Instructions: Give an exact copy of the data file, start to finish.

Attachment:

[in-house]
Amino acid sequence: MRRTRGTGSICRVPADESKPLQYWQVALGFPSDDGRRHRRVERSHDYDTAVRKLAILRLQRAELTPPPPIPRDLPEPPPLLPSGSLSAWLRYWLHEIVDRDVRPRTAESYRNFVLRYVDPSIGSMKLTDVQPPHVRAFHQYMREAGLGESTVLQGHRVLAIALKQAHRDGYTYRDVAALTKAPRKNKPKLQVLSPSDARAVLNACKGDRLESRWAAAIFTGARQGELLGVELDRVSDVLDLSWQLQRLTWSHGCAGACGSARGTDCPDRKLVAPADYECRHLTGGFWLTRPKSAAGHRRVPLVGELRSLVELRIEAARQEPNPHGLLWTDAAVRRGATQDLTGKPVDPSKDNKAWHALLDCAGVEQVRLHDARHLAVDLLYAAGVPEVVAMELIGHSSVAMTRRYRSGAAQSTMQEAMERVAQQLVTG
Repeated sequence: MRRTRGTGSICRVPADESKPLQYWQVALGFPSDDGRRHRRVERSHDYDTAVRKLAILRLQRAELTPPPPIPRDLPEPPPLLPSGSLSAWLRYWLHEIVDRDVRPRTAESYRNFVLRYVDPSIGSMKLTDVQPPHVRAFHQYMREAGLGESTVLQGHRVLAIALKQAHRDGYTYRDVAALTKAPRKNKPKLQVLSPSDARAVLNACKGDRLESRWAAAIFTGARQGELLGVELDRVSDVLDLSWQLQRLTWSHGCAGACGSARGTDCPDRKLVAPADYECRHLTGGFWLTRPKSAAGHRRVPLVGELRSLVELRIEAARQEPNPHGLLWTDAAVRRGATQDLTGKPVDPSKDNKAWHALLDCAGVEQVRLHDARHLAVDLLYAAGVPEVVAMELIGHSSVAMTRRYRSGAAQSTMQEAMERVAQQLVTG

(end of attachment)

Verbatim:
[in-house]
Amino acid sequence: MRRTRGTGSICRVPADESKPLQYWQVALGFPSDDGRRHRRVERSHDYDTAVRKLAILRLQRAELTPPPPIPRDLPEPPPLLPSGSLSAWLRYWLHEIVDRDVRPRTAESYRNFVLRYVDPSIGSMKLTDVQPPHVRAFHQYMREAGLGESTVLQGHRVLAIALKQAHRDGYTYRDVAALTKAPRKNKPKLQVLSPSDARAVLNACKGDRLESRWAAAIFTGARQGELLGVELDRVSDVLDLSWQLQRLTWSHGCAGACGSARGTDCPDRKLVAPADYECRHLTGGFWLTRPKSAAGHRRVPLVGELRSLVELRIEAARQEPNPHGLLWTDAAVRRGATQDLTGKPVDPSKDNKAWHALLDCAGVEQVRLHDARHLAVDLLYAAGVPEVVAMELIGHSSVAMTRRYRSGAAQSTMQEAMERVAQQLVTG
Repeated sequence: MRRTRGTGSICRVPADESKPLQYWQVALGFPSDDGRRHRRVERSHDYDTAVRKLAILRLQRAELTPPPPIPRDLPEPPPLLPSGSLSAWLRYWLHEIVDRDVRPRTAESYRNFVLRYVDPSIGSMKLTDVQPPHVRAFHQYMREAGLGESTVLQGHRVLAIALKQAHRDGYTYRDVAALTKAPRKNKPKLQVLSPSDARAVLNACKGDRLESRWAAAIFTGARQGELLGVELDRVSDVLDLSWQLQRLTWSHGCAGACGSARGTDCPDRKLVAPADYECRHLTGGFWLTRPKSAAGHRRVPLVGELRSLVELRIEAARQEPNPHGLLWTDAAVRRGATQDLTGKPVDPSKDNKAWHALLDCAGVEQVRLHDARHLAVDLLYAAGVPEVVAMELIGHSSVAMTRRYRSGAAQSTMQEAMERVAQQLVTG